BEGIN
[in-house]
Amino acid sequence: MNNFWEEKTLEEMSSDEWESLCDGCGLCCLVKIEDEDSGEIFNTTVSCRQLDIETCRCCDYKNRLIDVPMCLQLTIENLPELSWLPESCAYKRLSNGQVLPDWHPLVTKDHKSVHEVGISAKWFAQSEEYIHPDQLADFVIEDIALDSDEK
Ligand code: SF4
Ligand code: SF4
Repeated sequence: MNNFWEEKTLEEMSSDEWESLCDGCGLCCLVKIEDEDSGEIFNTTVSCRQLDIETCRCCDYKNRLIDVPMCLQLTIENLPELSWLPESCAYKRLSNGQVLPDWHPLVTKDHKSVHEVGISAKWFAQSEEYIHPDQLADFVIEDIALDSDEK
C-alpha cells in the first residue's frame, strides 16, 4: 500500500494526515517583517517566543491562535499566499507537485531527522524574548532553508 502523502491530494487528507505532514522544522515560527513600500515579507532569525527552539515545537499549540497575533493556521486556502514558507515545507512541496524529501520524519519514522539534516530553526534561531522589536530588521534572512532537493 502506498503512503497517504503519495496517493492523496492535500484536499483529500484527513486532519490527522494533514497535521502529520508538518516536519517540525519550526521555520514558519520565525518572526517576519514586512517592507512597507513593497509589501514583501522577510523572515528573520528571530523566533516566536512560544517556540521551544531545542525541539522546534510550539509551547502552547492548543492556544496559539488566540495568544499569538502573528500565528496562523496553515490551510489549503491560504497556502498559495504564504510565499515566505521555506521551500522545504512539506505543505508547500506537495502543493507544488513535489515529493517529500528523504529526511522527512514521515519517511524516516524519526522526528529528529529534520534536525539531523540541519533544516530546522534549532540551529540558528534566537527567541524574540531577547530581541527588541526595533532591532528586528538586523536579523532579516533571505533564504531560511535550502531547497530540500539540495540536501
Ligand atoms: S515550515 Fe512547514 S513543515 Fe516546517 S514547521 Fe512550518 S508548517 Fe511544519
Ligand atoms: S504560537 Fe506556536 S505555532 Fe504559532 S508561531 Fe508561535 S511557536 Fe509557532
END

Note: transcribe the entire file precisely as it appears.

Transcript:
[in-house]
Amino acid sequence: MNNFWEEKTLEEMSSDEWESLCDGCGLCCLVKIEDEDSGEIFNTTVSCRQLDIETCRCCDYKNRLIDVPMCLQLTIENLPELSWLPESCAYKRLSNGQVLPDWHPLVTKDHKSVHEVGISAKWFAQSEEYIHPDQLADFVIEDIALDSDEK
Ligand code: SF4
Ligand code: SF4
Repeated sequence: MNNFWEEKTLEEMSSDEWESLCDGCGLCCLVKIEDEDSGEIFNTTVSCRQLDIETCRCCDYKNRLIDVPMCLQLTIENLPELSWLPESCAYKRLSNGQVLPDWHPLVTKDHKSVHEVGISAKWFAQSEEYIHPDQLADFVIEDIALDSDEK
C-alpha cells in the first residue's frame, strides 16, 4: 500500500494526515517583517517566543491562535499566499507537485531527522524574548532553508 502523502491530494487528507505532514522544522515560527513600500515579507532569525527552539515545537499549540497575533493556521486556502514558507515545507512541496524529501520524519519514522539534516530553526534561531522589536530588521534572512532537493 502506498503512503497517504503519495496517493492523496492535500484536499483529500484527513486532519490527522494533514497535521502529520508538518516536519517540525519550526521555520514558519520565525518572526517576519514586512517592507512597507513593497509589501514583501522577510523572515528573520528571530523566533516566536512560544517556540521551544531545542525541539522546534510550539509551547502552547492548543492556544496559539488566540495568544499569538502573528500565528496562523496553515490551510489549503491560504497556502498559495504564504510565499515566505521555506521551500522545504512539506505543505508547500506537495502543493507544488513535489515529493517529500528523504529526511522527512514521515519517511524516516524519526522526528529528529529534520534536525539531523540541519533544516530546522534549532540551529540558528534566537527567541524574540531577547530581541527588541526595533532591532528586528538586523536579523532579516533571505533564504531560511535550502531547497530540500539540495540536501
Ligand atoms: S515550515 Fe512547514 S513543515 Fe516546517 S514547521 Fe512550518 S508548517 Fe511544519
Ligand atoms: S504560537 Fe506556536 S505555532 Fe504559532 S508561531 Fe508561535 S511557536 Fe509557532